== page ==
Miley Cyrus's rise to fame began when she was cast in the Disney series Hannah Montana. She played the title character, Hannah Montana, a famous singing star hiding her true identity, ordinary girl, Miley Stewart. In her real life at the time, Miley Cyrus had her own little secret—she was undergoing orthodontic treatment to straighten her smile.
Like many teenagers (as well as many adults), Cyrus's dental bite wasn't in proper alignment. She could have gone the traditional way by straightening her smile with braces fixed to the front of her teeth. It's an effective treatment, but the metallic hardware can overwhelm a person's appearance.
With her various roles in the public spotlight, Cyrus and her family wanted an effective but out-of-sight method for moving her teeth. They chose a relatively new one called lingual braces. Unlike traditional braces, the hardware for lingual braces is fixed on the back of the teeth (or the tongue side, hence the term “lingual”).
Lingual braces can correct any bite problem labial (“lip”) braces can, just through different mechanics of movement. Its main appeal is that the hardware is hidden behind the teeth, so only you and your orthodontist need know you're wearing braces.
There is also less risk of damage to the mouth or the braces themselves if you're in a sport or profession where you're at high risk for facial blows. And unlike patients with traditional braces, you'll have an unobstructed view of your progress over the course of treatment.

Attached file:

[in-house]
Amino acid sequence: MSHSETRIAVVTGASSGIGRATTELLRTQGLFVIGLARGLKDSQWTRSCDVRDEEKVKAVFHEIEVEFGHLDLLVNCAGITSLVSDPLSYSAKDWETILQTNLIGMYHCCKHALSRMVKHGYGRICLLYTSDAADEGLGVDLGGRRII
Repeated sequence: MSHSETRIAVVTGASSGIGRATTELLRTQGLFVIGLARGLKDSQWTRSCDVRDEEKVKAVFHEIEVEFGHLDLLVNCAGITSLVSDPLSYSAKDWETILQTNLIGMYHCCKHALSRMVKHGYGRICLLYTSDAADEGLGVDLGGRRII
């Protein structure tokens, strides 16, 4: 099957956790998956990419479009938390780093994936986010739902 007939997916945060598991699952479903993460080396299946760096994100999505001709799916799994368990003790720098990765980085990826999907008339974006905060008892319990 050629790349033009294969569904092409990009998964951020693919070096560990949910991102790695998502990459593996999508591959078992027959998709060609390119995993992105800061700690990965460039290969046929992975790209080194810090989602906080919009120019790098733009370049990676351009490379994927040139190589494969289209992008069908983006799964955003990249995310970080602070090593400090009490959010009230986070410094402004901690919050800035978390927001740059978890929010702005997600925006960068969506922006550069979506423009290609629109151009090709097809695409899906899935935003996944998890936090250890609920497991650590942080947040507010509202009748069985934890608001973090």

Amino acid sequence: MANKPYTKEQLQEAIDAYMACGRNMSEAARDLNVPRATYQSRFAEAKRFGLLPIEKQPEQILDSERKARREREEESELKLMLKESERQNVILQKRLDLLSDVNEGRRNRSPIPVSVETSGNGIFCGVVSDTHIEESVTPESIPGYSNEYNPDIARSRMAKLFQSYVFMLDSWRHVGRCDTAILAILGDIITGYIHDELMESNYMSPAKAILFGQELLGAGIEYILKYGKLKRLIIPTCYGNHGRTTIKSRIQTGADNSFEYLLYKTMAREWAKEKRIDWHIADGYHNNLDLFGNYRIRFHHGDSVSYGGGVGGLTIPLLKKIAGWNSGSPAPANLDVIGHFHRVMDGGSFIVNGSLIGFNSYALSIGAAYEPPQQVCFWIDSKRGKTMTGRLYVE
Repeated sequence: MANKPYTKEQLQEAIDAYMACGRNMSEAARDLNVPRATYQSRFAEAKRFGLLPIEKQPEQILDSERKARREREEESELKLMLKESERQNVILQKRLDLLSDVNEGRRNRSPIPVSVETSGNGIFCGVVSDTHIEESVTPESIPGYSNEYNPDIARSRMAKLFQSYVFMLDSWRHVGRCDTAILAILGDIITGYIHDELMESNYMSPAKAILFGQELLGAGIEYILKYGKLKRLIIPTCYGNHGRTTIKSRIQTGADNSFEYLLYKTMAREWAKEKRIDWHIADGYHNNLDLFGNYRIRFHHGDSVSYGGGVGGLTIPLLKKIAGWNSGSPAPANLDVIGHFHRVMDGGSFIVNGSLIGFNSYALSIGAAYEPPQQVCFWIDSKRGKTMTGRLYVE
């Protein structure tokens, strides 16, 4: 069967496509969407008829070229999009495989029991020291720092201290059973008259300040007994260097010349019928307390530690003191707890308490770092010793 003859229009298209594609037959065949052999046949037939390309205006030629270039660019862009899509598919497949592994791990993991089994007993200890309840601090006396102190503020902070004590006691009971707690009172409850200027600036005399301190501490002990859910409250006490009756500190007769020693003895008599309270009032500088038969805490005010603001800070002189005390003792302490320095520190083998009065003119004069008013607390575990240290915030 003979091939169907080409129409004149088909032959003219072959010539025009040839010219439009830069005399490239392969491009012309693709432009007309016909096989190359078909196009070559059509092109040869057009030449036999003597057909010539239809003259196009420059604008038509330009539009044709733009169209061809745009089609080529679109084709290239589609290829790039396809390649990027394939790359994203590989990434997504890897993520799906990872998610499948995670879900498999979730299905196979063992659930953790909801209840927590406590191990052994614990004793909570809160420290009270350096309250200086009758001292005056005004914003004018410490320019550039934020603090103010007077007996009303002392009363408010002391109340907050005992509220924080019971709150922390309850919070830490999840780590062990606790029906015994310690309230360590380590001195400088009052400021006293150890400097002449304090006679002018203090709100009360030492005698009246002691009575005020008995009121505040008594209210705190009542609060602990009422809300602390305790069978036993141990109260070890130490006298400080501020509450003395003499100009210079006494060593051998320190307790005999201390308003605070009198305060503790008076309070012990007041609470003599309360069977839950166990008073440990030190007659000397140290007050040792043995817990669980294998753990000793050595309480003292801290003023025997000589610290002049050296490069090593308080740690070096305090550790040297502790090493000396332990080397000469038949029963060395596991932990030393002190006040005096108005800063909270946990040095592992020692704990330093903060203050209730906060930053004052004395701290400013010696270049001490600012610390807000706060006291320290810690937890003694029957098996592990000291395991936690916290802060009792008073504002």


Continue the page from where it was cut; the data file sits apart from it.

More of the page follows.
Lingual braces do tend to cost more than traditional braces. Some patients also have difficulty at first with speaking and tongue comfort, though most grow accustomed to the braces within a couple of weeks. Because lingual braces are relatively new, there's been a limited number of orthodontists offering it.
But lingual braces are just one of the ways to straighten teeth. Modern dentistry offers several ways to give you your dream smile. If you have dental problems or would like to improve the look of your smile, please contact us or schedule a consultation, and we can discuss your options. To learn more, read the Dear Doctor magazine articles “Lingual Braces” and “The Magic of Orthodontics.”
After years of research, we're confident in saying that brushing and flossing daily are essential for maintaining a healthy mouth. A mere five minutes a day performing these tasks will significantly lower your risk of dental disease.